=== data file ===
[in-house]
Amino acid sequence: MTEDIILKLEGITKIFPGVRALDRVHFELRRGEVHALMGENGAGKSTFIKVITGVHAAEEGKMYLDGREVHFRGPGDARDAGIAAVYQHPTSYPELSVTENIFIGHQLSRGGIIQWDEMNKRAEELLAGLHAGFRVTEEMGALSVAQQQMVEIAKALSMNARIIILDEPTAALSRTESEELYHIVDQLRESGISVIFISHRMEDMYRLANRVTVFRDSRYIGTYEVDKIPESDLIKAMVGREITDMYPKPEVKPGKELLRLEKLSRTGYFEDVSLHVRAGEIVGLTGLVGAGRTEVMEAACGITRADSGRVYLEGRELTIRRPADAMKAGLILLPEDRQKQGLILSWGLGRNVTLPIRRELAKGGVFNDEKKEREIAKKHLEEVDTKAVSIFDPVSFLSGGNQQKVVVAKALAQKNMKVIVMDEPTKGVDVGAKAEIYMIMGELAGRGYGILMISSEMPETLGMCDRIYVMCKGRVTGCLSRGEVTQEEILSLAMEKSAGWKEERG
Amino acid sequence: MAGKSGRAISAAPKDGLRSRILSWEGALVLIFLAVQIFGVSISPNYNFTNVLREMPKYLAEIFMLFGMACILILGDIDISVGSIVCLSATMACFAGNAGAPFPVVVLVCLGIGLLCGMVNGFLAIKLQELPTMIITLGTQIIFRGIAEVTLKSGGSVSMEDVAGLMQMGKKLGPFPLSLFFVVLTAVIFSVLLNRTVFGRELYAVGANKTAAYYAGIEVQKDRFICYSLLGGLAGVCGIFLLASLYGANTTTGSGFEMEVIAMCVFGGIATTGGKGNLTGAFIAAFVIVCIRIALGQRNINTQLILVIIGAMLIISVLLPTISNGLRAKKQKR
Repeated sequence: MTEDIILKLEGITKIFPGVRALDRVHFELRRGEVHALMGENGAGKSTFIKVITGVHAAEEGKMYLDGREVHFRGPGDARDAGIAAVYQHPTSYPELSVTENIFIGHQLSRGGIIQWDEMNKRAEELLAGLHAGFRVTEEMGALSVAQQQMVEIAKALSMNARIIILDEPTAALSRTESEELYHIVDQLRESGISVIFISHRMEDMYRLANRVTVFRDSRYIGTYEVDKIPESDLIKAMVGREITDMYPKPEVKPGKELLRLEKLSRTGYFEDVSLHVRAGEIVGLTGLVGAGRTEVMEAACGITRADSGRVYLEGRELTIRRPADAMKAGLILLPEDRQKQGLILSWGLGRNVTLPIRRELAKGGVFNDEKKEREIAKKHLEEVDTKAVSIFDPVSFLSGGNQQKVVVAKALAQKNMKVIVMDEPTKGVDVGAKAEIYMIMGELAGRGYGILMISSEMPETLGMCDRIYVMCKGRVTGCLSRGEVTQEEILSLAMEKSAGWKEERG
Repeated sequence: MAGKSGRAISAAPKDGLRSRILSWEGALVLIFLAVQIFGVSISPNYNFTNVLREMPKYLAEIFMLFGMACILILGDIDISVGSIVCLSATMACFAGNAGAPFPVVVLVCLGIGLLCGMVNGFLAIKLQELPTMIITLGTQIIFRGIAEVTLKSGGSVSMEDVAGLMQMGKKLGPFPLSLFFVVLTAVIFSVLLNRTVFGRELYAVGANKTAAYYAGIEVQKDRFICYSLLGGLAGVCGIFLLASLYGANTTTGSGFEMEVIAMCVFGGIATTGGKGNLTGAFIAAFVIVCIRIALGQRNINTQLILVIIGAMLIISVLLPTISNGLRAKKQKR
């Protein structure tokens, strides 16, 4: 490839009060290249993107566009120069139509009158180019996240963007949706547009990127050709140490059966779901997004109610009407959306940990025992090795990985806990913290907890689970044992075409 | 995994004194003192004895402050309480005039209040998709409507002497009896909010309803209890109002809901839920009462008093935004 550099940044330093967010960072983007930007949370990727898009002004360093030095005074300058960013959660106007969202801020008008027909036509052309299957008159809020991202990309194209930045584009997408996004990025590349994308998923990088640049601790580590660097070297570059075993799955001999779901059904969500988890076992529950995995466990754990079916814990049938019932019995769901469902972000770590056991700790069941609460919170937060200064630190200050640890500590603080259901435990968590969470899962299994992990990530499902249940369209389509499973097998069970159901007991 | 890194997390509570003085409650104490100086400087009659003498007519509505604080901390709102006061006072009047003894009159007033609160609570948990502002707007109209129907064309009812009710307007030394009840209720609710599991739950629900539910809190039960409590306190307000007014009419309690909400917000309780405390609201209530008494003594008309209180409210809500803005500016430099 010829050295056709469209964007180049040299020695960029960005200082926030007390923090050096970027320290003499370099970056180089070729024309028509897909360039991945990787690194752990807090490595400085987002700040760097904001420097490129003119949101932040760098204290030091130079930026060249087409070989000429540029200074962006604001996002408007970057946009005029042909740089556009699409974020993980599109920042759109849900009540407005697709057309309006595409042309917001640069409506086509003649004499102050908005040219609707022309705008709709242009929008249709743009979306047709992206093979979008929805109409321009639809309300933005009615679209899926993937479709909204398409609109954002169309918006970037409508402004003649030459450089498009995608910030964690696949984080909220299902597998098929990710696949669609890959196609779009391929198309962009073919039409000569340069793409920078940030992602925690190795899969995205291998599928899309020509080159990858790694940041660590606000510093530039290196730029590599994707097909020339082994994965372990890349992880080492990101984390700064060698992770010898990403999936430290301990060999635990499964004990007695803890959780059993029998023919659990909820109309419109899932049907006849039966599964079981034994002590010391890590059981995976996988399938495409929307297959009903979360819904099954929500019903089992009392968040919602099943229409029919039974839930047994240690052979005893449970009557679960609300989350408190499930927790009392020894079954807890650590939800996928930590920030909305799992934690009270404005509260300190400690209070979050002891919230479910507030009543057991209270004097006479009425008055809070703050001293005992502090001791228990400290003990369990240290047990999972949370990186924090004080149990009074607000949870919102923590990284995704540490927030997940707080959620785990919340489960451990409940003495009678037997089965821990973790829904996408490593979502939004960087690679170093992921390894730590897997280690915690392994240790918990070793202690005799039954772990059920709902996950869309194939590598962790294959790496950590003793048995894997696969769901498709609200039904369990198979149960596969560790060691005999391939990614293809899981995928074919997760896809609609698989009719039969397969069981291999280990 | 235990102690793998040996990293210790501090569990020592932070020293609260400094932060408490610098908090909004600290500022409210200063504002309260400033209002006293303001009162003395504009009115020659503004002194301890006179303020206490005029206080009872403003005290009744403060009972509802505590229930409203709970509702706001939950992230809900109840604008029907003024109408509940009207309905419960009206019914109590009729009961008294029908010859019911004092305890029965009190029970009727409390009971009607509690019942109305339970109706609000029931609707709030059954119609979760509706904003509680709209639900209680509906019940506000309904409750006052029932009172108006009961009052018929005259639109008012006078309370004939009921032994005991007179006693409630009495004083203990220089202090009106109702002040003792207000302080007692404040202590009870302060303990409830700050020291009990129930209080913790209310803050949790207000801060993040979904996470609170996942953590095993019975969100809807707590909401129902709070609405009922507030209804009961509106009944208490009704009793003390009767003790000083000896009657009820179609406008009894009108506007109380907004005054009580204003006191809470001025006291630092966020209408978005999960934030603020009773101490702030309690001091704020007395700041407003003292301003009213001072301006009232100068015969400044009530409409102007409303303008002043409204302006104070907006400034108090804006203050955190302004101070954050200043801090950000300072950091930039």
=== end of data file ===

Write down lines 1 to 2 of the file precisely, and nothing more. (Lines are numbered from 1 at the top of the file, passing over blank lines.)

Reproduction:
[in-house]
Amino acid sequence: MTEDIILKLEGITKIFPGVRALDRVHFELRRGEVHALMGENGAGKSTFIKVITGVHAAEEGKMYLDGREVHFRGPGDARDAGIAAVYQHPTSYPELSVTENIFIGHQLSRGGIIQWDEMNKRAEELLAGLHAGFRVTEEMGALSVAQQQMVEIAKALSMNARIIILDEPTAALSRTESEELYHIVDQLRESGISVIFISHRMEDMYRLANRVTVFRDSRYIGTYEVDKIPESDLIKAMVGREITDMYPKPEVKPGKELLRLEKLSRTGYFEDVSLHVRAGEIVGLTGLVGAGRTEVMEAACGITRADSGRVYLEGRELTIRRPADAMKAGLILLPEDRQKQGLILSWGLGRNVTLPIRRELAKGGVFNDEKKEREIAKKHLEEVDTKAVSIFDPVSFLSGGNQQKVVVAKALAQKNMKVIVMDEPTKGVDVGAKAEIYMIMGELAGRGYGILMISSEMPETLGMCDRIYVMCKGRVTGCLSRGEVTQEEILSLAMEKSAGWKEERG